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Belcher v. Grand Reserve Mgm, LLC

United States District Court, M.D. Alabama, Northern Division

February 6, 2019

KIMBERLY BELCHER, et al. PLAINTIFFS
v.
THE GRAND RESERVE MGM, LLC, et al. DEFENDANTS

          MEMORANDUM OPINION AND ORDER

          KEITH STARRETT UNITED STATES DISTRICT JUDGE

         For the reasons below, the Court denies Plaintiffs' Motion to Alter, Amend, or Vacate [143] the Court's prior opinion and judgment. The Court also grants in part and denies in part Defendant's Motion to Tax Costs to Plaintiff [147].

         A. Motion to Alter, Amend, or Vacate [143]

         Plaintiffs argue that the Court should alter, amend, or vacate its previous opinion pursuant to Rule 59. “Rule 59(e) allows courts to alter judgments only where there is ‘newly-discovered evidence or manifest errors of law or fact.'” EEOC v. St. Joseph's Hosp., Inc., 842 F.3d 1333, 1349 (11th Cir. 2016). Generally, Rule 59 “may not be used to raise new legal theories or arguments . . . .” Id. at 1337. Likewise, a “Rule 59(e) motion cannot be used to relitigate old matters, raise argument or present evidence that could have been raised prior to the entry of judgment.” Arthur v. King, 500 F.3d 1335, 1343 (11th Cir. 2007) (quoting Michael Linet, Inc. v. Village of Wellington, Fla., 408 F.3d 757, 763 (11th Cir. 2005)).

         1. Consideration of Brittany Allen's Motive

         First, Plaintiffs contend that the Court improperly considered Defendants' intentions in promulgating the disputed rules. Plaintiffs argue that Defendants' intentions are irrelevant in a facial discrimination analysis, and that the Court erred by considering Brittany Allen's intentions.

         The Court did not rule that the disputed rules were not discriminatory. The basis of the Court's ruling on Plaintiffs' familial status discrimination claims under the Fair Housing Act (“FHA”) and Alabama Fair Housing Law was that Defendant's actions were justified responses to legitimate safety concerns raised by residents of the apartment complex. To the extent Allen promulgated the disputed rules in response to legitimate safety concerns raised by residents of the apartment complex, her intent is indeed relevant. The Court's discussion of Ms. Allen's intent was not to mitigate the facially discriminatory nature of the rules. Rather, assuming that the rules were facially discriminatory on the basis of familial status, they were justified responses to legitimate safety concerns raised by residents of the apartment complex.

         2. Enforcement of the Rules

         Next, Plaintiffs argue that the Court erred by ruling that Defendants did not discriminate on the basis of familial status because the disputed rules were never enforced. But the Court did not rule on this basis. The Court assumed that the rules were facially discriminatory on the basis of familial status and held that they were justified responses to legitimate safety concerns raised by residents of the apartment complex. Regardless, the record contained evidence to support a finding that the rules were never enforced.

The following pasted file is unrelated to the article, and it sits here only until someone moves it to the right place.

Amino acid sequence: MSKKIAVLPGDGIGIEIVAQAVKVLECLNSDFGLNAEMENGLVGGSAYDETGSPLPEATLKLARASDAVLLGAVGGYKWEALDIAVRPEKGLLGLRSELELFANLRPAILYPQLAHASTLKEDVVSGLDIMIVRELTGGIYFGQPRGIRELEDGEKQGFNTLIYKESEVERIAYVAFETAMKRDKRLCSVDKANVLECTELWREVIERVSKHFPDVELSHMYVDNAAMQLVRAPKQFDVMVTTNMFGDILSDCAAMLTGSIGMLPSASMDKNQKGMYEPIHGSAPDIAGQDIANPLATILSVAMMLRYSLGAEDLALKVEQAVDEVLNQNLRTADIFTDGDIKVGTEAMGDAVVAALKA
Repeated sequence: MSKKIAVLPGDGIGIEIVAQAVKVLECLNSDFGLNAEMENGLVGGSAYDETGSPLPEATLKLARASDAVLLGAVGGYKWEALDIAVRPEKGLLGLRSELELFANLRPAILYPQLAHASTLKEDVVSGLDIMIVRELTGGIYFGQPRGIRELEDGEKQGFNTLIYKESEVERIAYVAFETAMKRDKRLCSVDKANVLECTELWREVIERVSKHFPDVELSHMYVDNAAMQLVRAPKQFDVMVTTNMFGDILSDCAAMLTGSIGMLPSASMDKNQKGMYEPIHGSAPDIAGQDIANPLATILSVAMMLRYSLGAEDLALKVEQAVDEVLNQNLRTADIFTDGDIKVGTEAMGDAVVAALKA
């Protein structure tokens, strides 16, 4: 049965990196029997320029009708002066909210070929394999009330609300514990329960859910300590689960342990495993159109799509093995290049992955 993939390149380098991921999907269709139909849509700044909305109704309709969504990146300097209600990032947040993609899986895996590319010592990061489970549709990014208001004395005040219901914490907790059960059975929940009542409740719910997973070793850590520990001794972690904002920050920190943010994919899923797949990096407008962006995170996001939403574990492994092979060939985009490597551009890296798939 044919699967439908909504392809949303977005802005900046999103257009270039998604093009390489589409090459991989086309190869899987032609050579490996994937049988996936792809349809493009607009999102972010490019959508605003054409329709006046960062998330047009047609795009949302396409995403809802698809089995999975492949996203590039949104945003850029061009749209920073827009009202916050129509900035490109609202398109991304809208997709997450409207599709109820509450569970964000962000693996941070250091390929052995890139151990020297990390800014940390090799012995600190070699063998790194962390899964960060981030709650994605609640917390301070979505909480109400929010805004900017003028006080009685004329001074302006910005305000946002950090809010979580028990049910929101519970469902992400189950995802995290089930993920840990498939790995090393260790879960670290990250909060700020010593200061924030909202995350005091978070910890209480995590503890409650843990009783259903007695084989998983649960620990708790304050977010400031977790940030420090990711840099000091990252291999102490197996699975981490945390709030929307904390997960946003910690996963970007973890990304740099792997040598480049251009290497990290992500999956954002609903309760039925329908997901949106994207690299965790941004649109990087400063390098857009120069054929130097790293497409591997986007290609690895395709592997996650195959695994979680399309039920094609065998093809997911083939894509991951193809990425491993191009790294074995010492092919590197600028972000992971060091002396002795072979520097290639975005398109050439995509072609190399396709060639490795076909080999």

3. Evidence of Retaliation

         Plaintiffs argue that the Court erred in finding that there was no credible evidence that Defendants subjected them to adverse action because of protected activity. First, Plaintiffs argue that Defendants' notice of the disputed rules constituted a threat or intimidation within the meaning of the FHA because it provided that the apartment complex would issue fines upon a second violation of the rules.

         The Eleventh Circuit has held that actually assessing fines did not constitute coercion, intimidation, or threats in violation of the FHA. See Wood v. Briarwinds Condominium Ass'n Bd. of Directors, 369 Fed.Appx. 1, 3 (11th Cir. 2010). Therefore, it stands to reason that warning of potential fines upon violation of posted rules does not constitute retaliation under the FHA.

         Regardless, “[t]o establish a prima facie case of retaliation, a plaintiff must show that (1) he engaged in a protected activity; (2) the defendant subjected him to an adverse action; and (3) a causal link exists between the protected activity and the adverse action.” Phillipeaux v. Apt. Inv. & Mgmt. Co., 598 Fed.Appx. 640, 644 (11th Cir. 2015). Therefore, even if the notice constituted a threat or intimidation under the FHA, Plaintiffs were required to present evidence that Defendants posted it because of their protected activity. In the Court's opinion, Plaintiffs did not present credible evidence demonstrating a causal link between the rule notice and any protected activity. In fact, Plaintiffs did not articulate in briefing what “protected activity” the rules were posted in retaliation against.

         Next, Plaintiffs argue that Plaintiff Dedric Belcher provided credible testimony regarding retaliatory conduct by Defendants and/or their agents. First, the Court explained at length in its previous opinion that it does not find Plaintiffs' testimony to be credible, for a variety of reasons. Regardless, Dedric Belcher's testimony highlighted by Plaintiffs in briefing does not demonstrate that a causative relationship exists between the alleged adverse action and Plaintiffs' protected activity. In other words, Mr. Belcher's testimony does not demonstrate a retaliatory motive.

         4. Legitimate Safety Concerns

         Next, Plaintiffs contend that the Court erred by failing to make an individualized inquiry of the legitimacy or reasonableness of the rules as responses to safety concerns, and by failing to inquire as to whether the disputed rules were the least restrictive means of accomplishing the articulated safety ...


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